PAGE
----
Once called the nation's most-accomplished economist under the age of 40, University of Chicago Prof. Steven Levitt (check page one from your May 7, 2003, WJ archives for a profile), after fixing up and selling several houses in his hometown of Oak Park, "got the impression [real estate agents] weren't working solely in their clients' best interest," Levitt told the New York Times.
So he and a colleague created a study that looked at sales of 98,000 suburban Chicago homes, 3,300 of which were owned by real estate agents.
Levitt found that agent-owned homes stayed on the market an average 9.5 days longer and reaped median sale prices that were 3.7 percent higher than comparable client-owned homes.
The professors blamed "poorly designed incentives" in part for the disparity. Agents make 1.5 percent of the sale price, so low-ball offers don't cost them nearly as much as they would an owner.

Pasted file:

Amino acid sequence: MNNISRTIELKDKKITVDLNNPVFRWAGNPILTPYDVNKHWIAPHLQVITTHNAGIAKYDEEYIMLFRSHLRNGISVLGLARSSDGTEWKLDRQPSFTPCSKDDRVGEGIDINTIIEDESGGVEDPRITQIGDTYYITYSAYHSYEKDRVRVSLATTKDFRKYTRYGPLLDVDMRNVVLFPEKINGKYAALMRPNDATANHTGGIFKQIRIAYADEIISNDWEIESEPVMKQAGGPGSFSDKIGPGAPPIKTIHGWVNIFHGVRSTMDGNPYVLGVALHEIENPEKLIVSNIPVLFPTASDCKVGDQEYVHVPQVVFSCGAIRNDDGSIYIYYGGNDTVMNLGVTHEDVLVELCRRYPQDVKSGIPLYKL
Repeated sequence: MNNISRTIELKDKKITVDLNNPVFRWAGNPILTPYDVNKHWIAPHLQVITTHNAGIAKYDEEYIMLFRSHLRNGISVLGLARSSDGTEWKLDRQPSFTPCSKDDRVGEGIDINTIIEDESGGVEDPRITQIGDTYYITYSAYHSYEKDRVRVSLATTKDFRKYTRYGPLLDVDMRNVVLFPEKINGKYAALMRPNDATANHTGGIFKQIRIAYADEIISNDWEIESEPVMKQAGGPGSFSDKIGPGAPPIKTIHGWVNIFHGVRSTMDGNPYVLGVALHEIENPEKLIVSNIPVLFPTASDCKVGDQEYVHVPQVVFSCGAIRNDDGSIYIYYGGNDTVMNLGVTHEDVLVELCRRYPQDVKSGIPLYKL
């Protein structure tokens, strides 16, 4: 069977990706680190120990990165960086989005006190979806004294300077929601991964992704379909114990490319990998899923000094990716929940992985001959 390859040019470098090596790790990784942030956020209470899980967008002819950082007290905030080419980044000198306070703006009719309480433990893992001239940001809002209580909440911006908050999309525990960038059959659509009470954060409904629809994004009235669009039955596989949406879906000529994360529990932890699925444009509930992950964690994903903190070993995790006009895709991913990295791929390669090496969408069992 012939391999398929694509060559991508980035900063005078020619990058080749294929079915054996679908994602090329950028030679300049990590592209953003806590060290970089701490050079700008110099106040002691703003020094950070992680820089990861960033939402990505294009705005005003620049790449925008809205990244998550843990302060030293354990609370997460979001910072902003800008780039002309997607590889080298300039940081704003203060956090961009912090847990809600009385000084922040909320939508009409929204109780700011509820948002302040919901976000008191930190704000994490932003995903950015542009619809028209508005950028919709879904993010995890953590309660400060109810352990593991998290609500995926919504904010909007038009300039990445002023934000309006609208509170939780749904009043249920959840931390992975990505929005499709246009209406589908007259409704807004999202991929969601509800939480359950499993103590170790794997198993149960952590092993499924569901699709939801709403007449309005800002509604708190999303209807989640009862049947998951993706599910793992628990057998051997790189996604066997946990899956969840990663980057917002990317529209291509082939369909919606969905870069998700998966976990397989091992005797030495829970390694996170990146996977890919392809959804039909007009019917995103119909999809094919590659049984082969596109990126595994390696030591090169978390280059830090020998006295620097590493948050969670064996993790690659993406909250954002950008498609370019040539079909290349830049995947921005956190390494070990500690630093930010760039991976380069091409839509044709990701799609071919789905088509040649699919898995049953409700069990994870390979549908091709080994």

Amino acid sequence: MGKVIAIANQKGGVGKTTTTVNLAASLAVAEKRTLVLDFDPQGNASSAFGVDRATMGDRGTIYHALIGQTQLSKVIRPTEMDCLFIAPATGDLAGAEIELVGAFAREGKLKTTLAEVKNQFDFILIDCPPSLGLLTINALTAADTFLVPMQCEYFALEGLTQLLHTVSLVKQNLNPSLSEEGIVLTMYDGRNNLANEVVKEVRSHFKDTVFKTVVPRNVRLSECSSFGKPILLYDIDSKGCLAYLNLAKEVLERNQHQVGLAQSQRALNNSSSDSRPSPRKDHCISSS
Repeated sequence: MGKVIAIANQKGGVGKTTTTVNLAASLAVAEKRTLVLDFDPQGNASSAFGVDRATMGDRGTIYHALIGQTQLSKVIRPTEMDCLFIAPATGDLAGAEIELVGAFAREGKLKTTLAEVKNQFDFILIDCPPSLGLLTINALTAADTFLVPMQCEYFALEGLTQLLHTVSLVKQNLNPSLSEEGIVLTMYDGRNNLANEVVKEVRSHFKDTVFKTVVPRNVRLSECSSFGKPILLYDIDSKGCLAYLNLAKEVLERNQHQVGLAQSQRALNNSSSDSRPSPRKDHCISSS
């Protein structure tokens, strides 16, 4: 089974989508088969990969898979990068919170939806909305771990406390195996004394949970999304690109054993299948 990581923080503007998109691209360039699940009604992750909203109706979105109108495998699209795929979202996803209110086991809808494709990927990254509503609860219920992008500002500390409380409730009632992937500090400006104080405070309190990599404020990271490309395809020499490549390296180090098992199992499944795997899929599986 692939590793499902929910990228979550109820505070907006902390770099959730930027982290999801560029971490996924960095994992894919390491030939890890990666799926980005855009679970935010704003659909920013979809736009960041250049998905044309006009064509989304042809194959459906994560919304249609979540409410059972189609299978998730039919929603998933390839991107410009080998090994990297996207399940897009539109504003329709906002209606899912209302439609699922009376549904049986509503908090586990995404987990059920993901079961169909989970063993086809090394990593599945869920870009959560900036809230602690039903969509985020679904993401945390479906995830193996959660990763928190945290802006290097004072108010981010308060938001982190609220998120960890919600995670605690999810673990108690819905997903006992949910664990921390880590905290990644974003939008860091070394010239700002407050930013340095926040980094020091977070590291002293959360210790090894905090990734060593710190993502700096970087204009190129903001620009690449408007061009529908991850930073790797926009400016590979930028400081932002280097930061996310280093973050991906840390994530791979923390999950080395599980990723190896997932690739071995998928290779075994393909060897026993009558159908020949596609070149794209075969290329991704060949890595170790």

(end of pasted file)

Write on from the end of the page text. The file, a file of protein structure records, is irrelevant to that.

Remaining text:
"As consumers become more comfortable with the idea that they can price their own properties, times will get tougher and tougher for real estate agents," Levitt told the Times.
The Trib's theater critic emeritus, Richard Christiansen, was lionized by Rick Kogan in a profile last October in Chicago Tribune Magazine for his four decades of quality critiques. Christiansen, it turns out, learned his craft on the Oak Park playgrounds. A photo shows the aspiring thespian in 1943 at the age of 12 in a production of "Racketty-Packetty House" (see photo below). Oak Park's neighborhood playgrounds were highly organized in those days and considered a national model. Christiansen grew up on the south side of Oak Park.
?#34;Drew Carter, Kathy Grayson, and Ken Trainor